A portion of the disclosure of this patent document contains material which is subject to copyright protection. The copyright owner has no objection to the facsimile reproduction by anyone of the patent document or the patent disclosure, as it appears in the Patent and Trademark Office patent file or records, but otherwise reserves all copyright rights whatsoever.

BACKGROUND OF THE INVENTION

The present invention relates to data processing, and more particularly to processing of computer graphics geometry data.

Constructing images from computer graphics geometry data (sometimes called computer graphics data) involves the pictorial synthesis of real or imaginary objects from their computer based models. Such image construction may require a large number of computations. The computations for each object may have to be frequently repeated if objects move or lighting parameters change. Therefore, it is desirable to increase the speed of the computer graphics geometry data processing.

SUMMARY

The present invention provides in some embodiments methods and apparatus for high speed processing of computer graphics geometry data. The incoming geometry data are buffered in one or more buffers. The data are written to the buffers in an order which is not necessarily the order in which a processor or processors need the data for fast processing. The data are provided to the processors in the order needed for fast processing.

In some embodiments, the geometry data processing has a critical path, and the data for the critical path are provided to the processors early, when the processors need such data. For example, in some embodiments, the lighting computations take more time than the position computations, and hence the lighting computations form a critical path. The position computations are performed by using processor resources not used for the lighting computations.

For instance, in some embodiments, the processor instruction execution is pipelined. The critical path instructions are spread out so as to avoid pipeline stalls that could be caused by data dependencies between instructions. More particularly, if for example an instruction I1 uses results of a previous instruction, and the previous instruction is still in the pipeline and its results have not become available, the instruction I1 may have to be stalled. In some embodiments, the critical path instructions are spread out so as to avoid such stalls or reduce their frequency. When a critical path instruction cannot be started without causing a stall, a non-critical path instruction is started. Thus, non-critical path instructions use instruction execution resources not used by critical path instructions. The geometry data processing therefore becomes faster.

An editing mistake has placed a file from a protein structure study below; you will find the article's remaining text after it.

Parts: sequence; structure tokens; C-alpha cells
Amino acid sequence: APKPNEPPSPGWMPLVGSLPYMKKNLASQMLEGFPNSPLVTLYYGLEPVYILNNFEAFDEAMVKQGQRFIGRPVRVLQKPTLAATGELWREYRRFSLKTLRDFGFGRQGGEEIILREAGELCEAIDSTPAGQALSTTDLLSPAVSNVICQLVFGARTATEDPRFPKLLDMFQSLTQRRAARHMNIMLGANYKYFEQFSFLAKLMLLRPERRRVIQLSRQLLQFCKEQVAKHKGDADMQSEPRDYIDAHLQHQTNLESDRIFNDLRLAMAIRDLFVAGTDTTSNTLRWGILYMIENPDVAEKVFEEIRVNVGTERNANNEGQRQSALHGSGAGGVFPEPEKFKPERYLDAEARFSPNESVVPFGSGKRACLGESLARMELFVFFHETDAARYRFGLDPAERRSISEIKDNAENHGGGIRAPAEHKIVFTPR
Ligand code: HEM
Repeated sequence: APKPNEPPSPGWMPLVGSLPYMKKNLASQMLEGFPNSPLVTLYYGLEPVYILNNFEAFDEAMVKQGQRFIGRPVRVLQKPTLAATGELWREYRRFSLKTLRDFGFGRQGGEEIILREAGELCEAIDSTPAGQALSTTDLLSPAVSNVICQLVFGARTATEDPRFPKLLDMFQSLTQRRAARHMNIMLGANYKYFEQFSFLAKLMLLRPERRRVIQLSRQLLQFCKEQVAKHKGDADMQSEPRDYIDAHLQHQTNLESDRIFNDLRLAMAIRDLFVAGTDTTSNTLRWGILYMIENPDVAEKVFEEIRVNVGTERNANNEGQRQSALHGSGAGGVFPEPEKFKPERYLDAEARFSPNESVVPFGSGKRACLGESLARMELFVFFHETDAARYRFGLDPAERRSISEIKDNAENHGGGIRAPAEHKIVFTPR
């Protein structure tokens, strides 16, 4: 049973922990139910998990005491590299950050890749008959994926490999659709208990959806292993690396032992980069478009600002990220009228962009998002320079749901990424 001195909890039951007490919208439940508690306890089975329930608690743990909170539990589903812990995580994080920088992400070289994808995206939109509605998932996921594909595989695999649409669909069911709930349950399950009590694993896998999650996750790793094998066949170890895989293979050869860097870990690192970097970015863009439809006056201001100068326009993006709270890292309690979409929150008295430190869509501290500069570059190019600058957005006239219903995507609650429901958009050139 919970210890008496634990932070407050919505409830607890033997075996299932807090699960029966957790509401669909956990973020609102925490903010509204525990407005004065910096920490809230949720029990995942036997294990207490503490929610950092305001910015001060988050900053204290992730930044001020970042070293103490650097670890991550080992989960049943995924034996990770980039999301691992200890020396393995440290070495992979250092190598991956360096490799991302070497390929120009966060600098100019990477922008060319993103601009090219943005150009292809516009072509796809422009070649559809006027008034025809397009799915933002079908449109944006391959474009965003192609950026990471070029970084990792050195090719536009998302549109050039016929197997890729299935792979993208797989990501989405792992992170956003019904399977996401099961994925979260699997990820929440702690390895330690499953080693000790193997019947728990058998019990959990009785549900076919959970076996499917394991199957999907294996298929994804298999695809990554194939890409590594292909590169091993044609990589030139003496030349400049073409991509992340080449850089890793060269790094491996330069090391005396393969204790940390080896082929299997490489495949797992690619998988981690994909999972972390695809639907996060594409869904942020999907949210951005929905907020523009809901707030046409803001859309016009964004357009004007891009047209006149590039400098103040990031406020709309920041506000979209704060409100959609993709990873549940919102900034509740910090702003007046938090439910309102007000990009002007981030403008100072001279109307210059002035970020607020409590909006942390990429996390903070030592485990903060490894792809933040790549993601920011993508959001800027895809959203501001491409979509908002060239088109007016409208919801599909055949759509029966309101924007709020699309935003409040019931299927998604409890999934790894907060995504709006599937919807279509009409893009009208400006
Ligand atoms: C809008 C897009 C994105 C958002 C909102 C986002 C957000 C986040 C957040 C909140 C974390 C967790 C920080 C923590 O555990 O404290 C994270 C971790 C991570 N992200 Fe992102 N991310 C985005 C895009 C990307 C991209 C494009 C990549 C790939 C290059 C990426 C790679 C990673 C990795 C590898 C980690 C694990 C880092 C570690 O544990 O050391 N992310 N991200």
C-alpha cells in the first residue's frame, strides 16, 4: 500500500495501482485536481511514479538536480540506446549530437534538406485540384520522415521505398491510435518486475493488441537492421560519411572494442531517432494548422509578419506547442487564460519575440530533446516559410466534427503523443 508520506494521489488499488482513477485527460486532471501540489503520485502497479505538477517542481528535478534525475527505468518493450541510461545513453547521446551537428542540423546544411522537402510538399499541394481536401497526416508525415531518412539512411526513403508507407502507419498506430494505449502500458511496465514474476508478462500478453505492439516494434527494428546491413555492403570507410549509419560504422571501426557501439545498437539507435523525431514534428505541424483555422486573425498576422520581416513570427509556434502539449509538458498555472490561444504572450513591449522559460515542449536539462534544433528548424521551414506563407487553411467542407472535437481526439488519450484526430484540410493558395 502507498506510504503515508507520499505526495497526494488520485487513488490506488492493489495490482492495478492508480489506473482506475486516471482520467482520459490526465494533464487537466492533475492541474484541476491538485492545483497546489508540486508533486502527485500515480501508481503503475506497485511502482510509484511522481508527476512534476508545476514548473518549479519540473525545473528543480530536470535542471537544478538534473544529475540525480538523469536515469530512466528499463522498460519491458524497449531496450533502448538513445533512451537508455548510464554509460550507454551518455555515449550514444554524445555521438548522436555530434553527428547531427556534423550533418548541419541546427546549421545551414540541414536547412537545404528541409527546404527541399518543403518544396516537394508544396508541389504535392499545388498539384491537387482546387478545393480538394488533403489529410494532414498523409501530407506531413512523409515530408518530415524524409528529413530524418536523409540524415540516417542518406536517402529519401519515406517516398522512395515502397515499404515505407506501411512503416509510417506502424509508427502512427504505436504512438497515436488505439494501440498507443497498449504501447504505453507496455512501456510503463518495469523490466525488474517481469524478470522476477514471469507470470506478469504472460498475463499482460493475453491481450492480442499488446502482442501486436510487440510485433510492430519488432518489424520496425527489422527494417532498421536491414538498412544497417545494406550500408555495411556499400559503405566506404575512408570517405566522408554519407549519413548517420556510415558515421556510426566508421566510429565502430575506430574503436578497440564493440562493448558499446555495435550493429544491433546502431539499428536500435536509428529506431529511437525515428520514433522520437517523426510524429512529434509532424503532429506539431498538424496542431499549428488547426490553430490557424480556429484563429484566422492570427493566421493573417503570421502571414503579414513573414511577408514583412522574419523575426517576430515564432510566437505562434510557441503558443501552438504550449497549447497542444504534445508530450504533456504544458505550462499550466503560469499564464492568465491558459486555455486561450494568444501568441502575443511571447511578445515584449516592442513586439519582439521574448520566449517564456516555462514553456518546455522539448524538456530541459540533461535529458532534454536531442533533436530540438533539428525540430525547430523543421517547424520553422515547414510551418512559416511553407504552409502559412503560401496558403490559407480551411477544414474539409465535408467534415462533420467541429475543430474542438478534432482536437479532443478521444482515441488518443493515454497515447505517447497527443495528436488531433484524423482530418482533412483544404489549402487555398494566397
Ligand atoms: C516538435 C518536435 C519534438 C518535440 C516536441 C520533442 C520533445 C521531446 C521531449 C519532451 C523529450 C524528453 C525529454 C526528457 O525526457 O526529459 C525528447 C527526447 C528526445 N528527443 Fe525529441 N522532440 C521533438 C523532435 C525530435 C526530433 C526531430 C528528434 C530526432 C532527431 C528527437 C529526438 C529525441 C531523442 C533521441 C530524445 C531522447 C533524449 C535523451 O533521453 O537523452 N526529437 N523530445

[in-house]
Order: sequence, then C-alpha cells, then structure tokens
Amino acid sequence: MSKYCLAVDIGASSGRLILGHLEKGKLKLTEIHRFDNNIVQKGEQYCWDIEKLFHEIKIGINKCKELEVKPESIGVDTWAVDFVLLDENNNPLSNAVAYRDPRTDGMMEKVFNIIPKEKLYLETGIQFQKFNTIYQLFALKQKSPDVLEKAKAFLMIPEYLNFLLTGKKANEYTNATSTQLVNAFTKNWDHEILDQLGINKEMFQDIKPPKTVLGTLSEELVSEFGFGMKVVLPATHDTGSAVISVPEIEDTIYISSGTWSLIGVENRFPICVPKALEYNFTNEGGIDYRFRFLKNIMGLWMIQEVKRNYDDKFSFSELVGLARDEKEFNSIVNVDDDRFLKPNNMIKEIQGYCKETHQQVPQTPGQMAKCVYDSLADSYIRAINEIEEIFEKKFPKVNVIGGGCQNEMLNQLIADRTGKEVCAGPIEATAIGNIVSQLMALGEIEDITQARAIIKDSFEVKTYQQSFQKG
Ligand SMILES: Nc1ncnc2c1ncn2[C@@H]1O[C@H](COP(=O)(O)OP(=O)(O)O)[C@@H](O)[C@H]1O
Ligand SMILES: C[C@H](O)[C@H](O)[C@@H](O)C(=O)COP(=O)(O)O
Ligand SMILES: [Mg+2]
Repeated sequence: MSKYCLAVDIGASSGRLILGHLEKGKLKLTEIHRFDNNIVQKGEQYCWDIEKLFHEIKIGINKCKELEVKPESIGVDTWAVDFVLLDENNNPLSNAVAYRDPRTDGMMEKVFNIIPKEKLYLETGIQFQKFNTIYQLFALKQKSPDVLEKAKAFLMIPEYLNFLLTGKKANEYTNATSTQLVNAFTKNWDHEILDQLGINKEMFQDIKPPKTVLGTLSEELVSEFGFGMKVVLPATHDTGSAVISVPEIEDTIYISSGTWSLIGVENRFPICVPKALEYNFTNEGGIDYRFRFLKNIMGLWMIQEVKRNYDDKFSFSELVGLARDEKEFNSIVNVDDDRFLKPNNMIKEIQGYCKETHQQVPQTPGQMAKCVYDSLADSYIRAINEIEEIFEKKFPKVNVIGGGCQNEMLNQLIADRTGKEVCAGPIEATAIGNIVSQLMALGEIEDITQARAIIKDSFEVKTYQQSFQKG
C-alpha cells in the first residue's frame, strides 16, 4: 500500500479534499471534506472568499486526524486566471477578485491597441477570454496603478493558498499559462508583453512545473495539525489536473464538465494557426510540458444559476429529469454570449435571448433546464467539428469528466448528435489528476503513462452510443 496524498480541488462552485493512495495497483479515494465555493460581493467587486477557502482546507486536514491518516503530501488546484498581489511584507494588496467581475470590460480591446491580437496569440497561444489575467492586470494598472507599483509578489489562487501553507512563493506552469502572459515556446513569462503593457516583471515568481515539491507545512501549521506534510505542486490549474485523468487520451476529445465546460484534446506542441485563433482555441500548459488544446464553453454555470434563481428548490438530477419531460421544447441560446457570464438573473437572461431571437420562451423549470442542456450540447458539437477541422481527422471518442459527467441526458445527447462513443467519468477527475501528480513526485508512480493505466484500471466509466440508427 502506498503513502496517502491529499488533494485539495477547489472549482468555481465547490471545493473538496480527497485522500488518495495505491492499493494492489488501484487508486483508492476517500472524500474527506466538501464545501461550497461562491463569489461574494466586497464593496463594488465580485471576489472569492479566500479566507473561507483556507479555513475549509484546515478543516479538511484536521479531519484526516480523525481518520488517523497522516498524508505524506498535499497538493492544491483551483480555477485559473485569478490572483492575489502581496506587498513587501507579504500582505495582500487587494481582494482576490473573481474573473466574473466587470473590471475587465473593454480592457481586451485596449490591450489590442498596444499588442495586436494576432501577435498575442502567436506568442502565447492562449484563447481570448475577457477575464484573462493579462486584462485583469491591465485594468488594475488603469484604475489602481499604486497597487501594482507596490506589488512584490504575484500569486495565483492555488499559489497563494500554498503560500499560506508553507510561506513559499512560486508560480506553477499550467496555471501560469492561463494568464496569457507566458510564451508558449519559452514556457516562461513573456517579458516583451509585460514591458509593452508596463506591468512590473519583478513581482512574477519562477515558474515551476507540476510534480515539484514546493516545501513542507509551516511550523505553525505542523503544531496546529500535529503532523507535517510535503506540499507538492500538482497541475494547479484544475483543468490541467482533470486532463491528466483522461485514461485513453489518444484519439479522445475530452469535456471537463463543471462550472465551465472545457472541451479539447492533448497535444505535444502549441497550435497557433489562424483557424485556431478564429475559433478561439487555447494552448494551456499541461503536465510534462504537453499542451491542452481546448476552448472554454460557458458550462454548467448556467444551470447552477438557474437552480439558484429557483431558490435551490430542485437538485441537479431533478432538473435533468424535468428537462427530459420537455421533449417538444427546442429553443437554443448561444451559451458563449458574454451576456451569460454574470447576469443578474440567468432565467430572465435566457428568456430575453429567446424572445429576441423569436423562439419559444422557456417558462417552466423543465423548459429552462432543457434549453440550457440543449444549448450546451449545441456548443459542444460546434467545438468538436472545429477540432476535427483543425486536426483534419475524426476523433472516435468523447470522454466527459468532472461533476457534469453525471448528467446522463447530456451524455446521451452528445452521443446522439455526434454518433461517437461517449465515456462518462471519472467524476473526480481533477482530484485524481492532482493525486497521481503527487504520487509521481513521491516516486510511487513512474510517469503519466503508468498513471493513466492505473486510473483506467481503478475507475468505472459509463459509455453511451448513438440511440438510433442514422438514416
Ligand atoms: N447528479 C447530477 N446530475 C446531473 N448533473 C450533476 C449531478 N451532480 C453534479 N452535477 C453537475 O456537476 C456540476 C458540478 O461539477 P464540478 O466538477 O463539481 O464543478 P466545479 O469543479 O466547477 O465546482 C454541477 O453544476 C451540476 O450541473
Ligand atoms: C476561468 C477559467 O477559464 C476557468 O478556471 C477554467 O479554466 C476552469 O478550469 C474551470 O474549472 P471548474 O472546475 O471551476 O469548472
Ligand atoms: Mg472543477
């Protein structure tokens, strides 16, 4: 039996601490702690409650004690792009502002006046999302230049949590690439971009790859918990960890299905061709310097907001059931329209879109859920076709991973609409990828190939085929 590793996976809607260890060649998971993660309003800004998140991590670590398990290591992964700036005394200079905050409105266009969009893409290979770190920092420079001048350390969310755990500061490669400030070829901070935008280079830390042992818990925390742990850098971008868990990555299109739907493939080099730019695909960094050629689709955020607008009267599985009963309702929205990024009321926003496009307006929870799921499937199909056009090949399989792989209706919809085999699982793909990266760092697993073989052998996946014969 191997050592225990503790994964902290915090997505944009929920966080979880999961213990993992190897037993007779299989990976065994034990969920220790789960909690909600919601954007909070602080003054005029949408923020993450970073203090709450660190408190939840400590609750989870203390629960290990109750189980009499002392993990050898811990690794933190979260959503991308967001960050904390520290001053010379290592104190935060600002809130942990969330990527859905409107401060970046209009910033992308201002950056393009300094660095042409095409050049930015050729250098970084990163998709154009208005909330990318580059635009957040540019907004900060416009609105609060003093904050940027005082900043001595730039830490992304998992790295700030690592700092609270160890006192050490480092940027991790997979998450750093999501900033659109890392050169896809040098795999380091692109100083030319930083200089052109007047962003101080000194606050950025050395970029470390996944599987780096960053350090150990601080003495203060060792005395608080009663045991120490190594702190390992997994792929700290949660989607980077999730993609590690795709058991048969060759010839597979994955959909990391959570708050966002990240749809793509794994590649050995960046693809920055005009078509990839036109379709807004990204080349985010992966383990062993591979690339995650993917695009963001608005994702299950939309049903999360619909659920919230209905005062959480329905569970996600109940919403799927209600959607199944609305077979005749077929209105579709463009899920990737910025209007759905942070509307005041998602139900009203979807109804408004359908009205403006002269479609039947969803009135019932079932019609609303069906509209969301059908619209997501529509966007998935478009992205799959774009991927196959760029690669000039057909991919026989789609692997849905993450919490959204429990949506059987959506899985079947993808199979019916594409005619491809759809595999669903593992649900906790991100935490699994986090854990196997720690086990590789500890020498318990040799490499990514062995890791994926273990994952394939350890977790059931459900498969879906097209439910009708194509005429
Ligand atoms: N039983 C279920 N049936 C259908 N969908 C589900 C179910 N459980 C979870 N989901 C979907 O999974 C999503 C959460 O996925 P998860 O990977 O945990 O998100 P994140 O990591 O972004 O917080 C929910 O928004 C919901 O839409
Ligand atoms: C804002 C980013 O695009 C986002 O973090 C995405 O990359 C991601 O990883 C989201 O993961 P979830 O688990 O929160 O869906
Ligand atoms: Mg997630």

Other features and advantages of the invention are described below. The invention is defined by the appended claims.

BRIEF DESCRIPTION OF THE DRAWINGS

FIG. 1 is a block diagram of a computer system for processing geometry data according to the present invention.

FIG. 2 is a block diagram of a processor used in the system of FIG. 1.

FIG. 3 illustrates instruction execution pipeline stages in a case in which the pipeline is stalled due to inefficient instruction ordering.

FIG. 4 illustrates instruction execution pipeline stages in a case in which a stall is avoided according to the present invention.

FIG. 5 is a block diagram of an output buffer which buffers geometry data in the system of FIG. 1.

FIGS. 6 and 7 illustrate some of the output buffer registers at different stages of geometry data processing.

DESCRIPTION OF PREFERRED EMBODIMENTS

FIG. 1 is a block diagram of a computer system 110 that constructs images from geometry data and displays the images on display 114. Compressed geometry data are read from memory 120 into decompression logic 124 of geometry decompressor (GDC) 130. This reading operation is controlled by DMA input controller 134. Decompression logic 124 decompresses the data and writes the decompressed data into output buffers 140.0, 140.1. Data from output buffer 140.0 are supplied to media processing unit MPU0. Data from output buffer 140.1 are supplied to media processing unit MPU1. Each MPU (that is, each of units MPU0, MPU1) is a pipelined VLIW (very long instruction word) processor. Data transfers from buffers 140.0, 140.1 to the MPUs are performed through MPU interface 144 under the control of output tag scheduler circuit 150 described in more detail below.

In some embodiments, decompression logic 124 uses algorithms described in Michael Deering, “Geometry Compression”, Computer Graphics Proceedings SIGGRAPH 95 (Aug. 6-11, 1995), pages 13-20, incorporated herein by reference.